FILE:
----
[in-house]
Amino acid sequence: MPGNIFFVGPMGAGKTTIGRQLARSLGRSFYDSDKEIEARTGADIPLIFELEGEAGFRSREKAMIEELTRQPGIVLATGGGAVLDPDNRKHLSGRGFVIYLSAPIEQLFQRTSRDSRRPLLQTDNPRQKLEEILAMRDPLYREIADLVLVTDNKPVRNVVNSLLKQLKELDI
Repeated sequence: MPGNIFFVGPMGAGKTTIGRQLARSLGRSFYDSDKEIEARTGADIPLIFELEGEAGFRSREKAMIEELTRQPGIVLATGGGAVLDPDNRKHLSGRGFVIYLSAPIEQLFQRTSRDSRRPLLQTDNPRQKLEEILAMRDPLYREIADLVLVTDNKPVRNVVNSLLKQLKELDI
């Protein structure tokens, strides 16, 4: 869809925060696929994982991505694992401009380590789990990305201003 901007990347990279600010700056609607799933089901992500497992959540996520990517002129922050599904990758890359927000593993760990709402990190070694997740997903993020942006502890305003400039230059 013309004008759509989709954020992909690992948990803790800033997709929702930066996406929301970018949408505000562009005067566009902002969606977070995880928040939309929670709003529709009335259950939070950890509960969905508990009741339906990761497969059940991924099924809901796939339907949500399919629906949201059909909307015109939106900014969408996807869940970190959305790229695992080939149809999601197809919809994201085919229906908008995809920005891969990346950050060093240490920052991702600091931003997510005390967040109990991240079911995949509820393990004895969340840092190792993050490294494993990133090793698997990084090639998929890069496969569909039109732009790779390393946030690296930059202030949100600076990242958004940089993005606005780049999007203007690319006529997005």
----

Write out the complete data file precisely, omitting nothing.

[in-house]
Amino acid sequence: MPGNIFFVGPMGAGKTTIGRQLARSLGRSFYDSDKEIEARTGADIPLIFELEGEAGFRSREKAMIEELTRQPGIVLATGGGAVLDPDNRKHLSGRGFVIYLSAPIEQLFQRTSRDSRRPLLQTDNPRQKLEEILAMRDPLYREIADLVLVTDNKPVRNVVNSLLKQLKELDI
Repeated sequence: MPGNIFFVGPMGAGKTTIGRQLARSLGRSFYDSDKEIEARTGADIPLIFELEGEAGFRSREKAMIEELTRQPGIVLATGGGAVLDPDNRKHLSGRGFVIYLSAPIEQLFQRTSRDSRRPLLQTDNPRQKLEEILAMRDPLYREIADLVLVTDNKPVRNVVNSLLKQLKELDI
């Protein structure tokens, strides 16, 4: 869809925060696929994982991505694992401009380590789990990305201003 901007990347990279600010700056609607799933089901992500497992959540996520990517002129922050599904990758890359927000593993760990709402990190070694997740997903993020942006502890305003400039230059 013309004008759509989709954020992909690992948990803790800033997709929702930066996406929301970018949408505000562009005067566009902002969606977070995880928040939309929670709003529709009335259950939070950890509960969905508990009741339906990761497969059940991924099924809901796939339907949500399919629906949201059909909307015109939106900014969408996807869940970190959305790229695992080939149809999601197809919809994201085919229906908008995809920005891969990346950050060093240490920052991702600091931003997510005390967040109990991240079911995949509820393990004895969340840092190792993050490294494993990133090793698997990084090639998929890069496969569909039109732009790779390393946030690296930059202030949100600076990242958004940089993005606005780049999007203007690319006529997005």